Sunday, 9 August 2020

A city out of time: what do we dream of when we dream of Rome?

On a writing grant to the eternal city an Italian-born Australian encounters its two faces – the tourist’s fantasy and the residents’s reality

My desire to live in Rome germinated on a European holiday almost 20 years ago. I exited Trastevere train station, bleary eyed after the long-haul flight, and was instantly revived by the sight of women in tight skirts and stilettos zooming past on their Vespas. Men at the local bar made fun of my Italian pronunciation. Come si dice ‘tre’? they would tease each time I turned up to buy tram tickets or the paper. How do you say three? Tre, trre, trrrrrre, I’d sputter, trying desperately to roll my Rs.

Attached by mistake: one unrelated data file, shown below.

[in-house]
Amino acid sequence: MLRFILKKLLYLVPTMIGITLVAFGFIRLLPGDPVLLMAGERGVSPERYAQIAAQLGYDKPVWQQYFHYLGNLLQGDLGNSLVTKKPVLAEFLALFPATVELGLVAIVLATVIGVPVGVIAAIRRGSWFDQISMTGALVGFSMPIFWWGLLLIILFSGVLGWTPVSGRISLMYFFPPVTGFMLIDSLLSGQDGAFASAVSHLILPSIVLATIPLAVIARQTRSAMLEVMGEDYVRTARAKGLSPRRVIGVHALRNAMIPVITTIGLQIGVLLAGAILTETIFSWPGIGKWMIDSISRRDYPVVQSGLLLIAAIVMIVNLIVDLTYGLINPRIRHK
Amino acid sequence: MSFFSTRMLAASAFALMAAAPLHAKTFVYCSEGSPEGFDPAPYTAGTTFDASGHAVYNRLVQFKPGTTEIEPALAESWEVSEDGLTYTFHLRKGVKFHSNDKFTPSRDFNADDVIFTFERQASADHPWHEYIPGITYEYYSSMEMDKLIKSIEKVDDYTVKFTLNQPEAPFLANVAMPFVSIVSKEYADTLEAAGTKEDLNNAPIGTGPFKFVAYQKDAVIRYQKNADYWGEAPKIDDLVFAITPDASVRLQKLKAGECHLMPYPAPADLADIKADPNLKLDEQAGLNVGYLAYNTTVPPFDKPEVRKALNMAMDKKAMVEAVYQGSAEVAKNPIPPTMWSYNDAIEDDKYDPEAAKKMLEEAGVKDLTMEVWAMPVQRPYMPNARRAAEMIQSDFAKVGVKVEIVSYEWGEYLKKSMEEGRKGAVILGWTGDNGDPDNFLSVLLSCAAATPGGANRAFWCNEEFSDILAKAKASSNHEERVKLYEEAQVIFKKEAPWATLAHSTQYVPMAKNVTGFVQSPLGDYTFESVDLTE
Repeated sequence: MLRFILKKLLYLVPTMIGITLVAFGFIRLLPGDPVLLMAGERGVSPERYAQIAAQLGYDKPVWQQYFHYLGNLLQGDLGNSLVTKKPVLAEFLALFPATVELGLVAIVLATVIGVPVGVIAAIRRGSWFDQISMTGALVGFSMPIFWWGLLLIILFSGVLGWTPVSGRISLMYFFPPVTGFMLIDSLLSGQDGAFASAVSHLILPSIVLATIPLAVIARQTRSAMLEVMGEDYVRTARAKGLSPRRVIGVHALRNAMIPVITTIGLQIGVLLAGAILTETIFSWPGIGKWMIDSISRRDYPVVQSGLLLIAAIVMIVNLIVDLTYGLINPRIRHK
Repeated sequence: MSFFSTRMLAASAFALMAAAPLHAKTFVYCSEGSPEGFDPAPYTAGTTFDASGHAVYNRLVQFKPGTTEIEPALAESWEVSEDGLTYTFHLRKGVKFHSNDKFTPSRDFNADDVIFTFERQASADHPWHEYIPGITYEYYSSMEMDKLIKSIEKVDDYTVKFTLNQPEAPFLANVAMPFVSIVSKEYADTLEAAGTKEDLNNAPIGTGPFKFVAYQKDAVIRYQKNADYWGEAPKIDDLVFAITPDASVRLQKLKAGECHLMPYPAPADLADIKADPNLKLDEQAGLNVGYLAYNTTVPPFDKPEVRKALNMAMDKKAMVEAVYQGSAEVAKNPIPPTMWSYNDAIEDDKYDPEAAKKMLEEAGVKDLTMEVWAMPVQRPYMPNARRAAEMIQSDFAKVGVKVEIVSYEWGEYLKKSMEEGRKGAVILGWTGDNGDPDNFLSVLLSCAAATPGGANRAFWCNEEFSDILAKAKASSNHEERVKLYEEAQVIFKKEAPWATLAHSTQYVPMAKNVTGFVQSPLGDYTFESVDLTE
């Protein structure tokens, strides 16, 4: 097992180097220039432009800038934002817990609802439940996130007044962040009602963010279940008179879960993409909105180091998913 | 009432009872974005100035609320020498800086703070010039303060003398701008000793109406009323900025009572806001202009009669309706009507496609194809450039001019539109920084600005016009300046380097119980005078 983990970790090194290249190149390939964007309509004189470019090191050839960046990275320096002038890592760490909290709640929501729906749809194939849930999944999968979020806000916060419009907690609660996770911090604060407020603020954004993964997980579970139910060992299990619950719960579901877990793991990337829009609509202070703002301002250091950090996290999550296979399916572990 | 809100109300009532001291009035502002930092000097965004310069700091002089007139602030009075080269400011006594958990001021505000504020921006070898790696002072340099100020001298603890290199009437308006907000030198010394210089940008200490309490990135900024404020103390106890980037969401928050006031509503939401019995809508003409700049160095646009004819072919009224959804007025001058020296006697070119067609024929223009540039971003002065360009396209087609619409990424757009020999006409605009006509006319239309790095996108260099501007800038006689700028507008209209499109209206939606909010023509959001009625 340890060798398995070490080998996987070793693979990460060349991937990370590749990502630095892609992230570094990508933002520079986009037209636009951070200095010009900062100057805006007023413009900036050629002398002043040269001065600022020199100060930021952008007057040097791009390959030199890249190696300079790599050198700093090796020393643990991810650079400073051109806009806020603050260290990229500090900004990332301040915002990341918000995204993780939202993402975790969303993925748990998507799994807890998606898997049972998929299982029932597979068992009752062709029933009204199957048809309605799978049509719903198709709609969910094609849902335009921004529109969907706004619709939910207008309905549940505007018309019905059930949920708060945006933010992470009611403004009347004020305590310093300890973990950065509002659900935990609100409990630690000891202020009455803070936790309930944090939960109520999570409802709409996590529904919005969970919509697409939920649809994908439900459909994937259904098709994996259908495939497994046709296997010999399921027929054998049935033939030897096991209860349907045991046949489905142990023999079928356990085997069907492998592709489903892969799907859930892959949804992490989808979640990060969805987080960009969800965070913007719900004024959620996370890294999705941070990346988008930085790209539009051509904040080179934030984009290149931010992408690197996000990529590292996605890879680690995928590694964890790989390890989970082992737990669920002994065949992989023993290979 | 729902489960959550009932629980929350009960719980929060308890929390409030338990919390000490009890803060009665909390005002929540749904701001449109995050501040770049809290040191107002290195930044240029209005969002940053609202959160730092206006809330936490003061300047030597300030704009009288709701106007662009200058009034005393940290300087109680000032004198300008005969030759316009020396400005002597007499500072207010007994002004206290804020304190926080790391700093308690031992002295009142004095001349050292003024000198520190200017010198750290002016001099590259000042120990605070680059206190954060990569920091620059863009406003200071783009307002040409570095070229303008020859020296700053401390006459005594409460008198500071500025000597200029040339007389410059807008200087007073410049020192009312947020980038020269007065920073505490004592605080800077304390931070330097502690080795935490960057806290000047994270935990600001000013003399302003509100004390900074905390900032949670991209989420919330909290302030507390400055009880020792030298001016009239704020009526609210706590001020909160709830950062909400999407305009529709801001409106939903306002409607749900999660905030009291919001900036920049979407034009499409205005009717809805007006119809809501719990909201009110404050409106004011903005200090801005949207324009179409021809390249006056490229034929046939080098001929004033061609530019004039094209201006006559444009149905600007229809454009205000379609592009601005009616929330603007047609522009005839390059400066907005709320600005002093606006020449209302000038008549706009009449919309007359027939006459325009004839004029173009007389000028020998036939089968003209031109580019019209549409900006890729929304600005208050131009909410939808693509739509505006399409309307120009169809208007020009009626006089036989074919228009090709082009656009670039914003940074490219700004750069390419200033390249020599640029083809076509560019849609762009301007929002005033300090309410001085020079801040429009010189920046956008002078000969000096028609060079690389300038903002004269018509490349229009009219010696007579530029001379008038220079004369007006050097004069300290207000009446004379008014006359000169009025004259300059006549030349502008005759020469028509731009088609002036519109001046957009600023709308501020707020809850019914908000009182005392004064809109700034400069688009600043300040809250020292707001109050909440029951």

Last year my fading dream of living in Rome for more than a tourist heartbeat came true. Scrolling listlessly through emails after a night out, I found one from the Australia Council for the Arts with the subject heading: Grant Notification. It could only be a fail. Wouldn’t there be trumpet blasts and marching bands, a phone call at least, if I had passed?

Related: Trekking the Sabine Hills: in praise of Italy, summer and freedom

Related: Life after lockdown: ‘Rome is trying to find her equilibrio’

The city repels and seduces; it fascinates and frustrates

Related: Walking in Italy: on the trail of Saint Francis of Assisi

Related: Food, wine and antiquity in Frascati and the Roman hills

Related: A local’s guide to Rome: 10 top tips

Continue reading...

from
via Italy holidays | The Guardian

No comments:

Post a comment